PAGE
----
OGL Ryan Dancey -- Hasbro Cannot Deauthorize OGL

I reached out to the architect of the original Open Gaming License, former VP of Wizard of the Coast, Ryan Dancey, and asked his opinion about the current plan by WotC to 'deauthorize' the current OGL in favour of a new one.

He responded as follows:

Yeah my public opinion is that Hasbro does not have the power to deauthorize a version of the OGL. If that had been a power that we wanted to reserve for Hasbro, we would have enumerated it in the license. I am on record numerous places in email and blogs and interviews saying that the license could never be revoked.

Ryan also maintains the Open Gaming Foundation.

As has been noted previously, even WotC in its own OGL FAQ did not believe at the time that the licence could be revoked.


7. Can't Wizards of the Coast change the License in a way that I wouldn't like?

Yes, it could. However, the License already defines what will happen to content that has been previously distributed using an earlier version, in Section 9. As a result, even if Wizards made a change you disagreed with, you could continue to use an earlier, acceptable version at your option. In other words, there's no reason for Wizards to ever make a change that the community of people using the Open Gaming License would object to, because the community would just ignore the change anyway.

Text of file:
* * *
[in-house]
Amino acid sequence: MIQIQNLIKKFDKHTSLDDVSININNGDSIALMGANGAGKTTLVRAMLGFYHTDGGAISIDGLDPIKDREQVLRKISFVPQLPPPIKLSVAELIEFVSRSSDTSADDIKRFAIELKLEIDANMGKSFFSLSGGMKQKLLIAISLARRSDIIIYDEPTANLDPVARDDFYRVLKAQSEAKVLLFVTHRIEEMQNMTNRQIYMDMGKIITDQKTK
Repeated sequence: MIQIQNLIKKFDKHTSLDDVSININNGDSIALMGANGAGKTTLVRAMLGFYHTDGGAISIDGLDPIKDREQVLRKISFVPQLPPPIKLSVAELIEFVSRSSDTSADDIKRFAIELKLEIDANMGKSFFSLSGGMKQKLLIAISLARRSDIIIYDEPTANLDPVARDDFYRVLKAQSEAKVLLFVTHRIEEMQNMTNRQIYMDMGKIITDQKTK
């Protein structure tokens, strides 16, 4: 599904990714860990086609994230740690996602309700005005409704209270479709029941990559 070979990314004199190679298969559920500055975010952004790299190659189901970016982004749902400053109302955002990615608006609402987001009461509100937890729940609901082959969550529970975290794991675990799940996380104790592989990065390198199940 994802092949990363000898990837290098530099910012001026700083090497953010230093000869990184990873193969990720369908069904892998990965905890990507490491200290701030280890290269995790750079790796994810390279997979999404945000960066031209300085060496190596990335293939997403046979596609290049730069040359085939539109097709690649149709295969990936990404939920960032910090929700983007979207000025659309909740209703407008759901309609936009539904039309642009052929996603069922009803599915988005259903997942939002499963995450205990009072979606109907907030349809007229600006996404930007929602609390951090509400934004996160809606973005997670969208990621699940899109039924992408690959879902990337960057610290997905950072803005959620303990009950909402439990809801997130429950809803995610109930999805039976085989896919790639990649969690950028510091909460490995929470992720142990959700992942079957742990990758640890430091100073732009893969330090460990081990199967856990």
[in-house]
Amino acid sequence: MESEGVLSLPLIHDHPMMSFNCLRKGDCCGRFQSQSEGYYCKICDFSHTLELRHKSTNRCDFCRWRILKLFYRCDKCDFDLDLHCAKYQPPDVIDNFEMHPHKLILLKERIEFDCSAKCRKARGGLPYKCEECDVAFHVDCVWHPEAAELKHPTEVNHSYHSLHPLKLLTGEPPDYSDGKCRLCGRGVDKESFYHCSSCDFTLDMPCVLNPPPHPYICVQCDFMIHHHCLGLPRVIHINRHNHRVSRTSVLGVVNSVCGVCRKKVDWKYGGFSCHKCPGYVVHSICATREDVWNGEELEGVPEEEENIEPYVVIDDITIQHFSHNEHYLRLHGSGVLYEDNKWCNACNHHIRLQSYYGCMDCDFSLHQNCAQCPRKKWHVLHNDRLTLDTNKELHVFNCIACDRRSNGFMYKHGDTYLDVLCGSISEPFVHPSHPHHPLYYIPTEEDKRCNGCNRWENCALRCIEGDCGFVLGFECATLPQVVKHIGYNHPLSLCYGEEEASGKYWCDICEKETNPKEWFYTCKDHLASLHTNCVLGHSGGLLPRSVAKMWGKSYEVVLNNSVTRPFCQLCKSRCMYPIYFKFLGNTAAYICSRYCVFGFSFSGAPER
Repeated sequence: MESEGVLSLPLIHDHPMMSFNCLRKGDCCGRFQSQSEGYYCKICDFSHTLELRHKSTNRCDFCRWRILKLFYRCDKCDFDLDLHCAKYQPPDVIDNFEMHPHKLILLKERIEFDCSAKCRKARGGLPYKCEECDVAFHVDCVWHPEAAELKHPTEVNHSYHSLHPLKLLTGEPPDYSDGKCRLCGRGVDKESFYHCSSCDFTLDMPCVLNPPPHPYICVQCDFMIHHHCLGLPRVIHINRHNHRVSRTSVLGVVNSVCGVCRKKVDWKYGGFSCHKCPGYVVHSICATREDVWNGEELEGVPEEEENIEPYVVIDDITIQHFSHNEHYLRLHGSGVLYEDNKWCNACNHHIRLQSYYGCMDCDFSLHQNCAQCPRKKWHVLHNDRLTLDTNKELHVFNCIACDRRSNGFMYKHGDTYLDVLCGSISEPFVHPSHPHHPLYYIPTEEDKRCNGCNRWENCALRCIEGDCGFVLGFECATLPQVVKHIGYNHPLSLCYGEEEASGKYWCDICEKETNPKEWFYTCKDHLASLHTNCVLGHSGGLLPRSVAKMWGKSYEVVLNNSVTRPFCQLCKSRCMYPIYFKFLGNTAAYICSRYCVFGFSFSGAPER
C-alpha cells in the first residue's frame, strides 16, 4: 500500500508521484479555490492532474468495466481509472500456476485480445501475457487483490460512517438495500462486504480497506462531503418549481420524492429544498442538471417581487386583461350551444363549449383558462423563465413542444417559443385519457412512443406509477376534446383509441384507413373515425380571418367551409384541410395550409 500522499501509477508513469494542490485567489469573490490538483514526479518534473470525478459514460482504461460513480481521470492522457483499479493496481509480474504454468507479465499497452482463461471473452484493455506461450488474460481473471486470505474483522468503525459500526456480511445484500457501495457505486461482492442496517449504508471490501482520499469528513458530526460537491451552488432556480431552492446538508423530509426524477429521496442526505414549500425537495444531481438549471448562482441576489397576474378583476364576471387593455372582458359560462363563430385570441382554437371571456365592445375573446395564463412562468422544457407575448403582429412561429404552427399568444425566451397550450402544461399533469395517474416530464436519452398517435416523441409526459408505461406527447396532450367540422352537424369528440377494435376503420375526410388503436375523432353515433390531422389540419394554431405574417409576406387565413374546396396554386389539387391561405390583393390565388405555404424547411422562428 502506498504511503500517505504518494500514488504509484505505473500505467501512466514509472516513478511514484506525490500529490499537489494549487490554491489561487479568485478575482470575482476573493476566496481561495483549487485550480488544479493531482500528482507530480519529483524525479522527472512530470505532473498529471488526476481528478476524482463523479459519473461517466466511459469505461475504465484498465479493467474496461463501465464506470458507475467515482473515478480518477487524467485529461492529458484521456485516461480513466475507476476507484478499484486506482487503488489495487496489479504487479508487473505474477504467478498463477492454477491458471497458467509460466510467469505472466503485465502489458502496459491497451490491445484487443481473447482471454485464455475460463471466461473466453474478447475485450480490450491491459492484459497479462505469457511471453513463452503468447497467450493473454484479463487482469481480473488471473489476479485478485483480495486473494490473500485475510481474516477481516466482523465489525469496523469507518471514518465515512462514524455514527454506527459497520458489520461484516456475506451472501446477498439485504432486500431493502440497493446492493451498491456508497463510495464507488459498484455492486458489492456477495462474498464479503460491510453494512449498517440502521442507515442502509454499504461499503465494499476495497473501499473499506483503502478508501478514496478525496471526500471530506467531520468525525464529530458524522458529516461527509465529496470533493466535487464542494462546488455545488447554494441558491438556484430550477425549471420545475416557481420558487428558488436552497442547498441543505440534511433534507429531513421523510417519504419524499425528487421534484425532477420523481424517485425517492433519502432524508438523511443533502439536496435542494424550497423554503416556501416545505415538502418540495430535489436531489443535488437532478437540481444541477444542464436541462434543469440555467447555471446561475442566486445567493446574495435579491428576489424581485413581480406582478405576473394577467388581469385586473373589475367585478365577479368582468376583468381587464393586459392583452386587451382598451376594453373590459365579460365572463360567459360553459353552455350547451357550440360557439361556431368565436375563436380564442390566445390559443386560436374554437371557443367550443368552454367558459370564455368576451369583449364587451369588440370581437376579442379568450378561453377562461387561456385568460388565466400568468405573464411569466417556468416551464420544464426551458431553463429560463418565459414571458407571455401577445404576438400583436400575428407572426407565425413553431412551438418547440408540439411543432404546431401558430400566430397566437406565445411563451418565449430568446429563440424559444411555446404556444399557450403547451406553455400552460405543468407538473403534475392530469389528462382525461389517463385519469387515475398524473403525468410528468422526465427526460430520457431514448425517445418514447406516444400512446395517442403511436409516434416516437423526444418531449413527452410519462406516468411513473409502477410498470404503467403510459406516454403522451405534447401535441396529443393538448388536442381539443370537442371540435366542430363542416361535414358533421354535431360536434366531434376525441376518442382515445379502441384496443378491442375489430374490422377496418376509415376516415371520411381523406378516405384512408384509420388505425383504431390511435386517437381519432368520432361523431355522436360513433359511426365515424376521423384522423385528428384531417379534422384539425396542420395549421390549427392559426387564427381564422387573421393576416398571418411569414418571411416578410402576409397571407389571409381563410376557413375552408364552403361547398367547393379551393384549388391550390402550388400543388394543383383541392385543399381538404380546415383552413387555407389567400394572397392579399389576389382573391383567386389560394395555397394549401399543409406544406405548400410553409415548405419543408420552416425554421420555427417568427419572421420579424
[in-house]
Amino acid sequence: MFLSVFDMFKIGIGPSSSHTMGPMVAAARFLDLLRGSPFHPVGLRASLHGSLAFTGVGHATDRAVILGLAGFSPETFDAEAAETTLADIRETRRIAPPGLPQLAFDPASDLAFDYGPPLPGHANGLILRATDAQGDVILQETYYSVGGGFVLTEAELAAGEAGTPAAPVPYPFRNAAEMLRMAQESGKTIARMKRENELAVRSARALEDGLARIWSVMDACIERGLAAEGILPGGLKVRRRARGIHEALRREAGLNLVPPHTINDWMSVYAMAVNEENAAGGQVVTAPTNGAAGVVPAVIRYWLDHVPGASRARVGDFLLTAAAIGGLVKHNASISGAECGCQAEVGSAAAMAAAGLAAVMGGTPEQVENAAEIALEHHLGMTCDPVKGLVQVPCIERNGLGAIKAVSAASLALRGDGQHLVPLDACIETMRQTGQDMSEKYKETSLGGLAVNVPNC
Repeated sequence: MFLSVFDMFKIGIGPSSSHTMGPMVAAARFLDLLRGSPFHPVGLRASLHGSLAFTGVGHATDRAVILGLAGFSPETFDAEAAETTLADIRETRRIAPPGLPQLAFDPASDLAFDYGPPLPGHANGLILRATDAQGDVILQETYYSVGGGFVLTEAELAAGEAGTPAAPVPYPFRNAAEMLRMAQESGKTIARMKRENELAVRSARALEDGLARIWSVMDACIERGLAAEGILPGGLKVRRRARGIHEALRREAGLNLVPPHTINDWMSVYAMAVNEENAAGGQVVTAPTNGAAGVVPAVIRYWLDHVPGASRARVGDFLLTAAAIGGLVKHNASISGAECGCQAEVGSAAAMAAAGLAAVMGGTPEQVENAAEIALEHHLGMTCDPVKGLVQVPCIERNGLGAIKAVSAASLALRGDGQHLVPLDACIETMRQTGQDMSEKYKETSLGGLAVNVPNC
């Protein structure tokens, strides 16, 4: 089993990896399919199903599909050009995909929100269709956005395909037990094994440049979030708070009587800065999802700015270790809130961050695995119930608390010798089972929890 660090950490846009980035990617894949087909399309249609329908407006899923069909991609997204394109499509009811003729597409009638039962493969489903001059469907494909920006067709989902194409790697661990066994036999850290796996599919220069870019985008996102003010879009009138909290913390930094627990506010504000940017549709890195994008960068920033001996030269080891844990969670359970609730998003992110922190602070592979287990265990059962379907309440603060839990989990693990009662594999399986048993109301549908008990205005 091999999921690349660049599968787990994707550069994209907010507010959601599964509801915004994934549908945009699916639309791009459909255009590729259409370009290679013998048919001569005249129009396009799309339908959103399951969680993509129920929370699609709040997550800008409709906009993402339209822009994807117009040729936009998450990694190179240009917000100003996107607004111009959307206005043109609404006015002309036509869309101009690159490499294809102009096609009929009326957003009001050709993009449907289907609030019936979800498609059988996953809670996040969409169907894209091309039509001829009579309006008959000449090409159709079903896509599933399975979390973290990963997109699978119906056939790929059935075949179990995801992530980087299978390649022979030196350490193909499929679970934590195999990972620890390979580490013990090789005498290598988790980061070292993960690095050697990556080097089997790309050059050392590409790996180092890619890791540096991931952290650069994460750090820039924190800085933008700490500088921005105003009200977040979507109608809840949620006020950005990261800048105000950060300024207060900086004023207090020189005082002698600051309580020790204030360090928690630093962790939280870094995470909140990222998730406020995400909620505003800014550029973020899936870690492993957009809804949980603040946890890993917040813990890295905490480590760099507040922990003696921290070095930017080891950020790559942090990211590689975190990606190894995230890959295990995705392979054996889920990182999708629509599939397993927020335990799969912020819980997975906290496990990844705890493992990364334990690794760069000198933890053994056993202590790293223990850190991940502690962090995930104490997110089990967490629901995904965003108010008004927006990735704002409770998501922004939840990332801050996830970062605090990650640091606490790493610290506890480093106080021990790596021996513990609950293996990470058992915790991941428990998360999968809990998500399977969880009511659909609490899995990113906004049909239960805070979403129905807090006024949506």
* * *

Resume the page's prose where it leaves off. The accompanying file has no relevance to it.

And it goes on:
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Russ Morrissey

Russ Morrissey




Xethreau

Josh Gentry - Author, Minister in Training
Cheers to Ryan Dancey, I really, really, really hope he is right.

I do worry that wotc my try to bully 3pp publishers, legal or not, due to the short time publishers have to decide to use the new 1.1 license before they have time to find an alternative solution.
This rumor mill has already had a chilling effect on third-party publishers I know personally. Suffice it to say the bullying train is going according to plan.
 












kenmarable

Adventurer
I just wish the word "irrevocable" appeared in the OGL v1.0!
To be fair, if I recall, the GPL didn't even include that word until v3 in 2007. So Ryan basing the OGL on standard language of open-source software licenses of 2000 not having it makes sense.

Although, of course, I'm right there with you in wishing it was different to avoid this ambiguity.
 


Branduil

Hero
While it would be nice to have better wording in the OGL, I think it's wishful thinking to believe that would stop what is clearly a bad-faith, malicious reading of it. The decision makers chose to do this not because the OGL allows it, but because they think they can get away with it. It's very clear that the intent of the OGL was to be open and irrevocable.
 

Alzrius

The EN World kitten
Perpetual does.
Yeah, but there's an assertion being made (if I understand things correctly) that there's a difference between being perpetual (i.e. having no built-in expiration date) and being revocable (i.e. the issuer can say the license is no longer valid). I have no idea if that's necessarily true, and I suspect that it'd take a court ruling to conclusively affirm or deny, but it seems to be the current line of thinking on WotC's part as of now.
 

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